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April 2oth, 1861. The Gosport Naval Shipyard.
They torched the ship. They stood for a moment, gazing with wonder as the flames, like some devilish, insatiable beast, tore at the ship, clawing at the rigging, sending columns of fire ripping up the masts, while gorging itself on wooden planks at the ship's deck.
The onlookers, their minds numbed by the lateness of the night and the fiery h*** before them, began running for the boats which were to take them to safety. As they ran towards the docks, they passed twisted hulks of metal, spiked cannons knocked of their carriages, and the charred remains of warehouses, all set against the fiery backdrop of the blazing ship. Soon, as they reached the boats, other ships were torched, the fiery beast feasting on the wreckage.
The boats pushed off, quietly disappearing into the darkness. As the men within the boats turned to watch the flames consume the ships, a collective sentiment of despair fell upon them, embodied by the thick fog swirling around them.
These men were sailors and engineers of the shipyard they had just burned, and the execution of their beloved ships seemed to sound a death knell for the United States Navy. Small to begin with, the Navy was divided by civil war, and needed every ship available. Within the wall of flames before them, there was the quickly burning hulk of the Merrimack, considered the most formidable ship in the Navy, now thought to be lost forever below the dark waters of the Elizabeth River.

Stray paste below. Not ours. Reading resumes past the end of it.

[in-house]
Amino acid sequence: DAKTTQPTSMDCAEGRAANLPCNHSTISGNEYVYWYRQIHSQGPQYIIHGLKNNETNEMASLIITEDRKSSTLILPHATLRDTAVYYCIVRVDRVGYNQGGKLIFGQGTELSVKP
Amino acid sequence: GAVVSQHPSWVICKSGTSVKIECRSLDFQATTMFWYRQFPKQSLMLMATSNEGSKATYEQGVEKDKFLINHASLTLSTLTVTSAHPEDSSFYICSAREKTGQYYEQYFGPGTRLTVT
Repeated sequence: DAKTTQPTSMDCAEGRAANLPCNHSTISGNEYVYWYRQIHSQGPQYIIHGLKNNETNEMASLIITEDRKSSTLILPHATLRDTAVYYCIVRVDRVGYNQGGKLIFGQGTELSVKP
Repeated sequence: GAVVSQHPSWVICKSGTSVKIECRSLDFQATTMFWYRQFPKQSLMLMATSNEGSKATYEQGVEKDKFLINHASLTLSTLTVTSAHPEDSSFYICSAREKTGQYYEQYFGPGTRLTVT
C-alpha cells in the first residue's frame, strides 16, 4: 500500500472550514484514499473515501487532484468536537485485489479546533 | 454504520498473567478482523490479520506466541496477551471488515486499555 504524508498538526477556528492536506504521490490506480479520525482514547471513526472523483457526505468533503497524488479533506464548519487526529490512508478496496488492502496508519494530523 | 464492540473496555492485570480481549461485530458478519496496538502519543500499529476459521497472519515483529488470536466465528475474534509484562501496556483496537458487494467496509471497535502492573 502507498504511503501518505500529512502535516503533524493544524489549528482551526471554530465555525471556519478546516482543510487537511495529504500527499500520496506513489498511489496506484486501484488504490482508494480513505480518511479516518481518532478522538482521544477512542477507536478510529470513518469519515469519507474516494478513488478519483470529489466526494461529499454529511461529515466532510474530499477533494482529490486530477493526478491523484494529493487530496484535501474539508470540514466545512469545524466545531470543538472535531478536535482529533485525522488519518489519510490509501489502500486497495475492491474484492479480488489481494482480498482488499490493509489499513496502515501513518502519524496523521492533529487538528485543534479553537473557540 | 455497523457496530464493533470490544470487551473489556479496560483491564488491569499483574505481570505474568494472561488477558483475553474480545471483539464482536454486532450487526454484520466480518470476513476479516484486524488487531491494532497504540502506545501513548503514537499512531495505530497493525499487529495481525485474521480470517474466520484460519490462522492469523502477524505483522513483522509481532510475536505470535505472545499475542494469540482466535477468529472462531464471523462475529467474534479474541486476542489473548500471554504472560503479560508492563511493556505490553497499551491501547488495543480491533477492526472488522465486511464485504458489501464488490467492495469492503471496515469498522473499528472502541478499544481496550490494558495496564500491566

But the Merrimack was not a charred skeleton, as many had at that moment believed. The raging fire, so invincible before, met its death as its hot flames collided into the cold water of the river, therefore only burning the famed ship to its hull, and allowing it to be reincarnated as one of the most feared ships on the water: the Virginia.





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